07-03-2014 05:24 PM
  5. WilliamButlerOgden's Avatar
    Totally hear you, but like the other posts say, it's a trade in program. Those nearly never trade up to actual cost. The main point of it is to draw people in with a comparison, a direct "oooo, so this is your upgrade equivalent" more so than the cost (for ex of other such trade ins, look at nearly any other company (TMO recently had a trade in for blackberries....)).

    Anyway, yea, selling it off yourself will net you far more cash, almost always.
    Oh, I've got it. Sold plenty of smartphones/tablets on Gazelle in the past and know they offer 1/3 of what you could get selling the device independently (Craigslist/eScam), whatever it may be.

    But Gazelle isn't trying to get people to convert to their platform (operating system, devices, services, app store), Microsoft is.
    WillysJeepMan likes this.
    07-03-2014 05:51 PM
  6. rdubmu's Avatar
    If you go to KBB.com, and look at trade in values of cars verses retail or private party, you will notice that trade in values are much less. It is always worth it to sell it on your own.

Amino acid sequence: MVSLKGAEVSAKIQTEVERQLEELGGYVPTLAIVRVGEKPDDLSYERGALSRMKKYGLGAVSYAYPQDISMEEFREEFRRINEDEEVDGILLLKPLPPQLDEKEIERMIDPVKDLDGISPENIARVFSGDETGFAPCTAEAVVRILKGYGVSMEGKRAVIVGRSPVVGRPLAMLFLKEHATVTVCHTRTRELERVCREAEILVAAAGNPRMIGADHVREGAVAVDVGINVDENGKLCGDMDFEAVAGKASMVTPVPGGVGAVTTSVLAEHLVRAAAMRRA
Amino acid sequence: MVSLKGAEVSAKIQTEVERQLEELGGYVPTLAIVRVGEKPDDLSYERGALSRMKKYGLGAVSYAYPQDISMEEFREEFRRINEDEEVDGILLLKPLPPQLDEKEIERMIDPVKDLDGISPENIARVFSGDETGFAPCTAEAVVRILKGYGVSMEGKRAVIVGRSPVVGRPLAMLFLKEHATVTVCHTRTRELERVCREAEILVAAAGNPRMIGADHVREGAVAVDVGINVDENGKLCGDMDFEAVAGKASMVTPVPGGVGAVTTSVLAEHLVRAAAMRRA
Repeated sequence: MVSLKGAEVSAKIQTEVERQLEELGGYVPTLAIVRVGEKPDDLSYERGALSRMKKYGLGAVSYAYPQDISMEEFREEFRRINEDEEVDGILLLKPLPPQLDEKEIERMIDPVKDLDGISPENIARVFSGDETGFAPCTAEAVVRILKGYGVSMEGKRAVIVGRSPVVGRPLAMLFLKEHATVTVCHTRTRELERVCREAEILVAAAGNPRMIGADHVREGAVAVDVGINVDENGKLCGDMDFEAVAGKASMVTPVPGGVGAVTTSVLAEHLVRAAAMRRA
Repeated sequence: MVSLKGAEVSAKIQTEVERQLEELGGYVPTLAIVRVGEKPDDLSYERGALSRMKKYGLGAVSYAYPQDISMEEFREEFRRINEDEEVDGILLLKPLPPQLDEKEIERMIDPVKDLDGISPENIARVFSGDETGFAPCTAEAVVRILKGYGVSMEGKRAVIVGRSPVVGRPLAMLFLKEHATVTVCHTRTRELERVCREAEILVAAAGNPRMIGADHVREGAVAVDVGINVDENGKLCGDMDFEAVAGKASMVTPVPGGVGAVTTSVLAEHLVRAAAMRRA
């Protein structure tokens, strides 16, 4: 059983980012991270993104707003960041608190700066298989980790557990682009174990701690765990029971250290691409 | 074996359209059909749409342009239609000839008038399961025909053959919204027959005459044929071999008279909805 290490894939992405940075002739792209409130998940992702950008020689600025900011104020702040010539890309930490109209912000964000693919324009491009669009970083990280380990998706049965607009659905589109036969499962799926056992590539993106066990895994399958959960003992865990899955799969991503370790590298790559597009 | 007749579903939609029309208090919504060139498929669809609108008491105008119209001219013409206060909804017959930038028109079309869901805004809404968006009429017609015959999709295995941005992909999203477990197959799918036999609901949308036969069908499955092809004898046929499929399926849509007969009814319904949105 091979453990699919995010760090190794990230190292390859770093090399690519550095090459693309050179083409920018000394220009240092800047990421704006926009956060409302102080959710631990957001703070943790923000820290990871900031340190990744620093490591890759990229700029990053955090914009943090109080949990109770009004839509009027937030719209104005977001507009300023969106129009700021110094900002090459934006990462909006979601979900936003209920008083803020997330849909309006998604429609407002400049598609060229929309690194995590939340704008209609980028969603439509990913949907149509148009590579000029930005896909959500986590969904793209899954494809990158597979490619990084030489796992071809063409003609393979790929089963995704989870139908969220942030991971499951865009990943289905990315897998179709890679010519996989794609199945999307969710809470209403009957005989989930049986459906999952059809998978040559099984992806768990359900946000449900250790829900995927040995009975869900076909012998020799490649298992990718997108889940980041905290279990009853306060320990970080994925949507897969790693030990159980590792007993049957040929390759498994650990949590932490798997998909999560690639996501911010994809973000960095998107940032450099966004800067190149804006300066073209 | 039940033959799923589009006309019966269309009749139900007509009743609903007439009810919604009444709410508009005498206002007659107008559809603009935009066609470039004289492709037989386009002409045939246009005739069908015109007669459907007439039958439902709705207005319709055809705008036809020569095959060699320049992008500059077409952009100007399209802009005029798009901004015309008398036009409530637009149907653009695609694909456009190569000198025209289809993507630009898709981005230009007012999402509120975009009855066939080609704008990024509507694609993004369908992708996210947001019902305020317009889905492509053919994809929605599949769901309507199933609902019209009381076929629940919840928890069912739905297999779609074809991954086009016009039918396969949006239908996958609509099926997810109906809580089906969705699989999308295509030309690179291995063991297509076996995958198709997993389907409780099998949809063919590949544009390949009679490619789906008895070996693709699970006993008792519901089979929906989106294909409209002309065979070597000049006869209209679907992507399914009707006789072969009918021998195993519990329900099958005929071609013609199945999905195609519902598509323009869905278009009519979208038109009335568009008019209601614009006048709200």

ziggy3055#CB likes this.
    07-06-2014 11:10 AM
  7. onlysublime's Avatar
    just like with cars or anything else, trade-in is for convenience, not best value.

    you're always going to get better value on Craigslist, Ebay, etc. it's just a pain but if you want max value, that's the way to go.
    07-06-2014 11:19 PM
  8. berty6294's Avatar
    One thing I would make sure whenever trading in at Best Buy, make sure the associate adds the trade in to the cart. If they do not so that, the promotions will not show up. It will go through as a normal trade in, once added to the cart the promotion will override it.
    07-06-2014 11:24 PM
  9. TechFreak1's Avatar
    The general purpose of a trade-in is to make money, it is a retail business after all and like others have said to maximize the return your better off selling it yourself.
    07-07-2014 09:35 AM
  10. badMojo69's Avatar
    You take a loss for instant gratification...it's really that simple. If you want the best price you have to do the leg work like others have stated.
    I'll never trade my tech in at any retail store. Well I wont say never. If I can only get $40 online and a retail store will give me $20 I'd probably do it.
    07-07-2014 09:46 AM
  11. WillysJeepMan's Avatar